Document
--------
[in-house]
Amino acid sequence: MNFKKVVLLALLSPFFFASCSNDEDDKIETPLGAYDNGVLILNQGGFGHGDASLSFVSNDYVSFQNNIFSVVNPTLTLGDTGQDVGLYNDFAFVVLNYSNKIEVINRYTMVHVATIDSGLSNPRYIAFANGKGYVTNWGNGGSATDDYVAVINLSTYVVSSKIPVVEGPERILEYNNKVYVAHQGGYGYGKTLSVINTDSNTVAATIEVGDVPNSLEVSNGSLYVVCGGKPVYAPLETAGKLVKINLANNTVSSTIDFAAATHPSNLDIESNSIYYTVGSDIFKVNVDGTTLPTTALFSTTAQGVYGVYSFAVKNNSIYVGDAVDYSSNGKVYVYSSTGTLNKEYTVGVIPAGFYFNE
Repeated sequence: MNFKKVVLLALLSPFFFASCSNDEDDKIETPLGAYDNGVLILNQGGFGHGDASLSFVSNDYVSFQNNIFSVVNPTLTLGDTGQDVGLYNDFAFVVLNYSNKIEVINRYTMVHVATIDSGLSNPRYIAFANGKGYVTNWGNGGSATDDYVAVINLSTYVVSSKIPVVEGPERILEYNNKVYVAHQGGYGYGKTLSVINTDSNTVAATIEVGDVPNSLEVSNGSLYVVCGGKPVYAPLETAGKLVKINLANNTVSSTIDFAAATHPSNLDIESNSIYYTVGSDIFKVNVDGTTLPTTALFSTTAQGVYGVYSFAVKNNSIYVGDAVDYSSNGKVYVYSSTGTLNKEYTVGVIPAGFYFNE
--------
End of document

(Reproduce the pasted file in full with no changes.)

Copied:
[in-house]
Amino acid sequence: MNFKKVVLLALLSPFFFASCSNDEDDKIETPLGAYDNGVLILNQGGFGHGDASLSFVSNDYVSFQNNIFSVVNPTLTLGDTGQDVGLYNDFAFVVLNYSNKIEVINRYTMVHVATIDSGLSNPRYIAFANGKGYVTNWGNGGSATDDYVAVINLSTYVVSSKIPVVEGPERILEYNNKVYVAHQGGYGYGKTLSVINTDSNTVAATIEVGDVPNSLEVSNGSLYVVCGGKPVYAPLETAGKLVKINLANNTVSSTIDFAAATHPSNLDIESNSIYYTVGSDIFKVNVDGTTLPTTALFSTTAQGVYGVYSFAVKNNSIYVGDAVDYSSNGKVYVYSSTGTLNKEYTVGVIPAGFYFNE
Repeated sequence: MNFKKVVLLALLSPFFFASCSNDEDDKIETPLGAYDNGVLILNQGGFGHGDASLSFVSNDYVSFQNNIFSVVNPTLTLGDTGQDVGLYNDFAFVVLNYSNKIEVINRYTMVHVATIDSGLSNPRYIAFANGKGYVTNWGNGGSATDDYVAVINLSTYVVSSKIPVVEGPERILEYNNKVYVAHQGGYGYGKTLSVINTDSNTVAATIEVGDVPNSLEVSNGSLYVVCGGKPVYAPLETAGKLVKINLANNTVSSTIDFAAATHPSNLDIESNSIYYTVGSDIFKVNVDGTTLPTTALFSTTAQGVYGVYSFAVKNNSIYVGDAVDYSSNGKVYVYSSTGTLNKEYTVGVIPAGFYFNE